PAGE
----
The home of late mystery writer Sue Grafton and her husband Steven Humphrey tells a story all its own.
By Laura Ross
Photos by Kathryn Harrington
Lincliffe sits like a jewel among the storied mansions of River Road, overlooking nearly 30 acres of gardens, woodlands and the Ohio River. Families have come and gone, but the myriad of stories within its majestic walls could fill a book.
That would be entirely appropriate and possibly a key to what Steven Humphrey and his late wife, internationally beloved mystery novelist Sue Grafton, had in mind when they purchased the property 20 years ago.
“There were holes in the walls and the ceiling on the third floor,” said Humphrey. “Linoleum was everywhere. We first looked at the house in 1999 and knew it had to be restored.”
Grafton, who revolutionized the mystery novel genre with her “alphabet” series featuring gumshoe Kinsey Millhone, was born in Louisville but spent many decades in California, where she and Humphrey also have a home in Santa Barbara (which is currently on the market.) Grafton passed away in 2017 following a battle with cancer.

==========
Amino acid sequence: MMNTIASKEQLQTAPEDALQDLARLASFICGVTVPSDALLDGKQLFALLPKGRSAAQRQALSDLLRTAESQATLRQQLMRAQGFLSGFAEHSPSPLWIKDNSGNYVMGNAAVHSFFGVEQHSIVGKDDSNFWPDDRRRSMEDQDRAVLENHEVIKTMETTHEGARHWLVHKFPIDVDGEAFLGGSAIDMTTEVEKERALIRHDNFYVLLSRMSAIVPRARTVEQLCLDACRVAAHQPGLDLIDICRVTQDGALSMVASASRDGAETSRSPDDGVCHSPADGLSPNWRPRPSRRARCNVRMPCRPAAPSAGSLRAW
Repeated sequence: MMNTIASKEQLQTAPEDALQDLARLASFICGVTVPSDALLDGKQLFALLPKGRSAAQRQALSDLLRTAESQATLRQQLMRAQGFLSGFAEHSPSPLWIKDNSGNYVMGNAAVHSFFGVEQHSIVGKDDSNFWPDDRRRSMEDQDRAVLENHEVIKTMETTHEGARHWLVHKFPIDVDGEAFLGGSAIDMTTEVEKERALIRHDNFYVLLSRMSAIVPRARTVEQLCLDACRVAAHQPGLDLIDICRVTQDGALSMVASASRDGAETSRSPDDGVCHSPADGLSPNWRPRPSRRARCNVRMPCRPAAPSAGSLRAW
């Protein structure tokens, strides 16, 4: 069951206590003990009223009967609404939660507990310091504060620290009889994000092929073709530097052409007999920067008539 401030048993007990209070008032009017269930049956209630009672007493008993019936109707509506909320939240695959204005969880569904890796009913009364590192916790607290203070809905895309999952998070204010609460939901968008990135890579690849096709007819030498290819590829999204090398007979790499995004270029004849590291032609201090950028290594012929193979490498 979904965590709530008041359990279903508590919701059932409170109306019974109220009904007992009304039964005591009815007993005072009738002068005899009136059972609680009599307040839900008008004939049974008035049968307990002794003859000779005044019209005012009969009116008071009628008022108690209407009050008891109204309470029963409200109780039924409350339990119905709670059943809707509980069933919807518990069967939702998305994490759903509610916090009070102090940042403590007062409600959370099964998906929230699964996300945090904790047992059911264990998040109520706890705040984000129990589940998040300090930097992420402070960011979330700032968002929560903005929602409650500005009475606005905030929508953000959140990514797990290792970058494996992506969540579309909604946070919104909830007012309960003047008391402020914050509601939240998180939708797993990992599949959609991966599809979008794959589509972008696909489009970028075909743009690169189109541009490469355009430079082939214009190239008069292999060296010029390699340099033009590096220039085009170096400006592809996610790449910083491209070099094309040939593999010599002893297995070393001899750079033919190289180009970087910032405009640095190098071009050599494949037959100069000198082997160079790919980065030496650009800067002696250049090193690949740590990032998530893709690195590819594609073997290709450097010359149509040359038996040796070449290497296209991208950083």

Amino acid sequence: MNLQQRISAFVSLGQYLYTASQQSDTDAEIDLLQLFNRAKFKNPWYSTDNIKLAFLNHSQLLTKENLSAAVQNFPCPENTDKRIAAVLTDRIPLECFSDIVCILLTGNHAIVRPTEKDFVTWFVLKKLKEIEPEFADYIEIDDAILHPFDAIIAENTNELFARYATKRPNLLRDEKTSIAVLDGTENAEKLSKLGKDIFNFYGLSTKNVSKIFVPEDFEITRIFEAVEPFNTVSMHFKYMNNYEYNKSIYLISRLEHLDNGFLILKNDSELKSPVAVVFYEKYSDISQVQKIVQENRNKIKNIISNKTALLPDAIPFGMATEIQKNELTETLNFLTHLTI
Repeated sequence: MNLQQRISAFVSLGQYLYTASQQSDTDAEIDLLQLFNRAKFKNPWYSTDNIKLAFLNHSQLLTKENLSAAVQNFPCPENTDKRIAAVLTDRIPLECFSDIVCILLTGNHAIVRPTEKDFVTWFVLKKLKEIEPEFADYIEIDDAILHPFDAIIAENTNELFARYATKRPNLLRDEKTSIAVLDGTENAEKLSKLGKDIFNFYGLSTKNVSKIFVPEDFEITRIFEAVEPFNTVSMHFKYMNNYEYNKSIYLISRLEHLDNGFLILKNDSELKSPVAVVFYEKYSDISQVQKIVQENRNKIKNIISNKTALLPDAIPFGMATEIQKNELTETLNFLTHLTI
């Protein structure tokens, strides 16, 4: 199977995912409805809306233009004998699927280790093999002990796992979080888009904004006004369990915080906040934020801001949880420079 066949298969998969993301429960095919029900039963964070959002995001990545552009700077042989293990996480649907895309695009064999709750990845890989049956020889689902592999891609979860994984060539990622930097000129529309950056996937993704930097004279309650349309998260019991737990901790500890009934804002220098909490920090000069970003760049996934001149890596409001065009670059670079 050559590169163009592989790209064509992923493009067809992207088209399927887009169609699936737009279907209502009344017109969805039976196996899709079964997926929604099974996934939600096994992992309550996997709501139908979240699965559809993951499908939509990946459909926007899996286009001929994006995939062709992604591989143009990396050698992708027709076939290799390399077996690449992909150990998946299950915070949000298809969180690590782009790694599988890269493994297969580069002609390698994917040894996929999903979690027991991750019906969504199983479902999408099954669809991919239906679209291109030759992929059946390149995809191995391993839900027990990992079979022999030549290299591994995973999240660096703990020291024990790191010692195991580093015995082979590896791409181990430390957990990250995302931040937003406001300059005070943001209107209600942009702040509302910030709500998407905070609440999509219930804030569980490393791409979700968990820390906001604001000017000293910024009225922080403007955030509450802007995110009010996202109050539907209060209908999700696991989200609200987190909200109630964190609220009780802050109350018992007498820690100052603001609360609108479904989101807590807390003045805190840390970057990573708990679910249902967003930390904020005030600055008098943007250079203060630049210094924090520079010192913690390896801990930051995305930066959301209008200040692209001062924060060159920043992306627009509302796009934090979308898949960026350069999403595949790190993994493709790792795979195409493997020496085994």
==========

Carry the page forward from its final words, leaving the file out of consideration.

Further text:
Lincliffe, which is on the National Register of Historic Places, is a classic Georgian Revival estate with nearly 15,000 square feet on three floors and includes seven bedrooms and 10 bathrooms. It was built in 1911 for the prominent Belknap family. In the 1920s, the Crawford family moved in, and later in 1945, Lincliffe was purchased by the Gheens family, who lived in the home until the early 1980s. Later, Helen Combs resided at Lincliffe for several years until Grafton and Humphrey discovered it in 1999.
Walking through the front garden to the understated entrance takes you into a classic country house that could easily have been plucked from the English Cotswolds.
Bittners, which was founded in 1854, was already well established in Louisville when Lincliffe was constructed. Grafton and Humphrey called on the renowned design firm to recreate the former grandeur of their newly purchased, but faded and failing, home.
“We had to restore it completely,” said Douglas Riddle, president and COO of Bittners. “I believe Bittners used the original house plans when our team first met with Sue and Steve.”
“We gutted the kitchen to the concrete walls and ran new electrical,” said Humphrey. “We took a wall out between the scullery kitchen and the cooking kitchen. Structurally, we redid the third floor and built our offices, redid the bathrooms and built a theater room. It was fun, but a lot of hard work.”